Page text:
EST. 2009

March 19, 2015

That Saturday Calm

ROWDY TOURISTS EXCHANGED HOOTS AND HOWLS as I turned into Calle Diputación. I saw Fidel shake his head in disapproval before returning to his reading, which I interrupted with my arrival. It was a Saturday morning and we had scheduled to meet at Fundación Francisco Godia. Established by Liliana Godia in memory of her father, the foundation occupies the magnificent Casa Garriga Nogués and houses up to 1,500 paintings, sculptures and ceramics from Francisco Godia's legacy. New pieces continue to be added to the collection each year, and yet it manages to still feel uncluttered in spite of its ever-growing size.

Welcoming us into the building was a white marble staircase, elegantly curving underneath a stained-glass ceiling. Upstairs can be found art and items from as early as the 12th century, in an eclectic mix including Romanesque statues, polychrome china, realist canvases and cubist compositions. Fidel de Tovar, the morning's photographer extraordinaire, shared his distaste for baroque. I secretly eyed an ornately-framed mural of a maiden on a swing. Fortunately, the collection covers a range of styles, balancing diversity and harmony while ultimately showcasing Francisco Godia's eclectic taste.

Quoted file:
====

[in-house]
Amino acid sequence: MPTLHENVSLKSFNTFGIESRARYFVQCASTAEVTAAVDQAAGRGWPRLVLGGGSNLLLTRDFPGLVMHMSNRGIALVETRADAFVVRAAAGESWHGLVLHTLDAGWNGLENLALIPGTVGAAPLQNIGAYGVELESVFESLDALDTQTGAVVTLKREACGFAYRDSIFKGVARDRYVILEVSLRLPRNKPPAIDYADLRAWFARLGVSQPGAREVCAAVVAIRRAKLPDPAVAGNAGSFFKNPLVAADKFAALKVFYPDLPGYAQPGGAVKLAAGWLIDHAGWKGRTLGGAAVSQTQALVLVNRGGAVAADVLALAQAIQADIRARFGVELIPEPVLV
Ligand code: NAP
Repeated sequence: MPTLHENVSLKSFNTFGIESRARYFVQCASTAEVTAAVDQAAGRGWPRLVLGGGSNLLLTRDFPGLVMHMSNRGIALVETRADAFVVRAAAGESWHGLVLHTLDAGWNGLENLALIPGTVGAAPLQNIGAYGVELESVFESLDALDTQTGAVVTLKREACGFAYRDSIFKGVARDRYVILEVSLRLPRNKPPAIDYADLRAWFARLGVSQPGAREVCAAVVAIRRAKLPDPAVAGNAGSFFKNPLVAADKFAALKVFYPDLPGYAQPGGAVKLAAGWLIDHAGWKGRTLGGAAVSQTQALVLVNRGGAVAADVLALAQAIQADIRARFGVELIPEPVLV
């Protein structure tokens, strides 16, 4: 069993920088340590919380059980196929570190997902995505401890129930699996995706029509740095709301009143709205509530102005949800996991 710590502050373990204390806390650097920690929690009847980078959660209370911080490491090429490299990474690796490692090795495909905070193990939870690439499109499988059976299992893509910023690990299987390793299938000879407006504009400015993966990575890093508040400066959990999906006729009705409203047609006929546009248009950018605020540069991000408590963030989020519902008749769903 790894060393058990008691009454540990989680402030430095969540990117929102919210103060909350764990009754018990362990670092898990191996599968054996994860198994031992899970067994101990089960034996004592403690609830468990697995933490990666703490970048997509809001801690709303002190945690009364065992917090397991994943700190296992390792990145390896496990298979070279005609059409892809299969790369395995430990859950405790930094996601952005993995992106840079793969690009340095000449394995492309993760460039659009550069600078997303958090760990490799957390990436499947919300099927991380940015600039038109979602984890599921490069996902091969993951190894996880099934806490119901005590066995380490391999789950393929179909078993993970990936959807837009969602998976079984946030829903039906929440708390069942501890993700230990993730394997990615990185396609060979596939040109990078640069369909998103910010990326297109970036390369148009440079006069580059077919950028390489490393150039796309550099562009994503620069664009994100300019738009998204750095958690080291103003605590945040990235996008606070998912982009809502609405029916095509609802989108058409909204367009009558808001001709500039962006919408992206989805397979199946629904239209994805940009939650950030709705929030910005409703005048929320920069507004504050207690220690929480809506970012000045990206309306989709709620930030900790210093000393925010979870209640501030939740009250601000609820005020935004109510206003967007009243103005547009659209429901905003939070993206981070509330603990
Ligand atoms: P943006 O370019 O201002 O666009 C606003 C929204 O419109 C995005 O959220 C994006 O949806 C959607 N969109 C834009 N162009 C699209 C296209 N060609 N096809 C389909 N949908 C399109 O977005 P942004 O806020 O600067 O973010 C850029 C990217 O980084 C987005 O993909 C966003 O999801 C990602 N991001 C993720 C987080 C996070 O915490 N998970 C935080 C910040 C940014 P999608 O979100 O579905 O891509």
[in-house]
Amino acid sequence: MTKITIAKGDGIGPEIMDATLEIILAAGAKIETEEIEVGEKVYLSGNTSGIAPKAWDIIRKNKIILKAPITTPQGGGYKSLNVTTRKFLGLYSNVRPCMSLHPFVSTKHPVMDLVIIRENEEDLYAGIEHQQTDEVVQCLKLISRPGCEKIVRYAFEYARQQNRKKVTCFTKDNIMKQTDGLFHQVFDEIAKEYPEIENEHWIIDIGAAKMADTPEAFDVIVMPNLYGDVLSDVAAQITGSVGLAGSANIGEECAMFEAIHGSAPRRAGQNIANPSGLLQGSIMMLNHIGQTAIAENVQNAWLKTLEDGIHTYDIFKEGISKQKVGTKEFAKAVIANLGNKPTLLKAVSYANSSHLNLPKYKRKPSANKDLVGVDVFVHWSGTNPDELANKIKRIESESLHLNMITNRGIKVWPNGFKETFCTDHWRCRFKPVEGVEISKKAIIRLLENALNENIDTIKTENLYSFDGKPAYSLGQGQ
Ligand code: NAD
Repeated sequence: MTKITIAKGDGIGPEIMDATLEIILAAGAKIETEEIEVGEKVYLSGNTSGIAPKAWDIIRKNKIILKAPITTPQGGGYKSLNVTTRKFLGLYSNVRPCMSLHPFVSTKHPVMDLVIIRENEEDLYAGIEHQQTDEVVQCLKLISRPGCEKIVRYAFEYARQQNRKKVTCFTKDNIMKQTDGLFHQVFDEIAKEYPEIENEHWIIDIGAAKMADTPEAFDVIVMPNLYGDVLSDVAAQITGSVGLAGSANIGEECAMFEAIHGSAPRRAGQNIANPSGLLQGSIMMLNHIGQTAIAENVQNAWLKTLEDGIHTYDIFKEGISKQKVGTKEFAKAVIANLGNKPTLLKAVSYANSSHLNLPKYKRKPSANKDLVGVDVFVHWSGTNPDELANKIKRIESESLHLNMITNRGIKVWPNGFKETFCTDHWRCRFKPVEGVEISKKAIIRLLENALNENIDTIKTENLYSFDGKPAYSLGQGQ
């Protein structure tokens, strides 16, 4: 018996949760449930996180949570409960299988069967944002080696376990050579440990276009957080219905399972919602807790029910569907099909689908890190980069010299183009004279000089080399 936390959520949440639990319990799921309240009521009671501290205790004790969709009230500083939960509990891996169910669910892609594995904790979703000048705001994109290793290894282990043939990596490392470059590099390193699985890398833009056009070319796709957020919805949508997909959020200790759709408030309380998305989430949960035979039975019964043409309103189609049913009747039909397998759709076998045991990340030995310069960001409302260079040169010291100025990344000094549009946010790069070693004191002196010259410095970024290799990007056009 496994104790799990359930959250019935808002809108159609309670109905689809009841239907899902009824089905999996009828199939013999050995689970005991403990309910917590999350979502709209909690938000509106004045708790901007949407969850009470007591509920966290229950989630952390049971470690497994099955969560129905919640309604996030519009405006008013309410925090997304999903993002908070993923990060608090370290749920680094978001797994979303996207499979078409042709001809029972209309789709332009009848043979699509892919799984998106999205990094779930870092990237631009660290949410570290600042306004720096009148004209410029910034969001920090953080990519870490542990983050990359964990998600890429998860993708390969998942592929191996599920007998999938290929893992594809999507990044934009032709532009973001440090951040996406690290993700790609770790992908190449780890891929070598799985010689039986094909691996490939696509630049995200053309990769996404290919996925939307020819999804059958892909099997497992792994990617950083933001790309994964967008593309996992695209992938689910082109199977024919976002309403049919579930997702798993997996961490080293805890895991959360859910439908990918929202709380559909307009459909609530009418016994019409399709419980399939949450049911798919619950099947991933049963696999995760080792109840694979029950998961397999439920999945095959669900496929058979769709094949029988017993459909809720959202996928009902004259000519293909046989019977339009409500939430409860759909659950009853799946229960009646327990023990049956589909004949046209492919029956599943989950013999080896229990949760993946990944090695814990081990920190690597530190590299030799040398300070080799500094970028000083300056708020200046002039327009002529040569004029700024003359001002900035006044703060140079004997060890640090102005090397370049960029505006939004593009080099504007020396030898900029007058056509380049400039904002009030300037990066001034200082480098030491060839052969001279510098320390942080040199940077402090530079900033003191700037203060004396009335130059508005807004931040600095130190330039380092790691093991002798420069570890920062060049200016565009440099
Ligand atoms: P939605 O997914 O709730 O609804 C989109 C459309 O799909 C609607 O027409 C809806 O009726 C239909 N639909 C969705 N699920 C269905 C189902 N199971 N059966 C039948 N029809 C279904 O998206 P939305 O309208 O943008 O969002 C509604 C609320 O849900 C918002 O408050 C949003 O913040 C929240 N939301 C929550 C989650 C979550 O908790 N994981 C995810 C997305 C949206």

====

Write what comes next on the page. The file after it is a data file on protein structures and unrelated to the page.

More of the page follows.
Francisco Godia Sales was an art enthusiast but he was more commonly known as Paco Godia, the gentleman racer who was the first Spanish to compete in Formula One. Driving for Maserati, he completed 14 races between 1951 and 1958, placing 6th in 1956. This was a success unmatched by any Spanish driver up until Alonso came along. Succeeding his retirement in 1969, Francisco Godia maintained ties with the world of motorsport, becoming influential in the development of Barcelona's Circuit de Barcelona-Catalunya race track.

The foundation contains a few objects from Paco Godia's racing days but its atmosphere adopts none of that which you'd associate with speed racing. In here, it's calm and still, sacred almost, encouraging decorum and contemplation. Alain de Botton has in recent years suggested the idea of museums as the secular world's new churches; at least in their being "places of consolation, meaning, sanctuary, redemption." I found my sanctuary alright, at least from the occasional bad behavior outside. As for redemption, I may have found it in being clean and competent, after the occasional bad behavior the previous night.

Fundación Francisco Godia, Barcelona. Photos by Fidel de Tovar,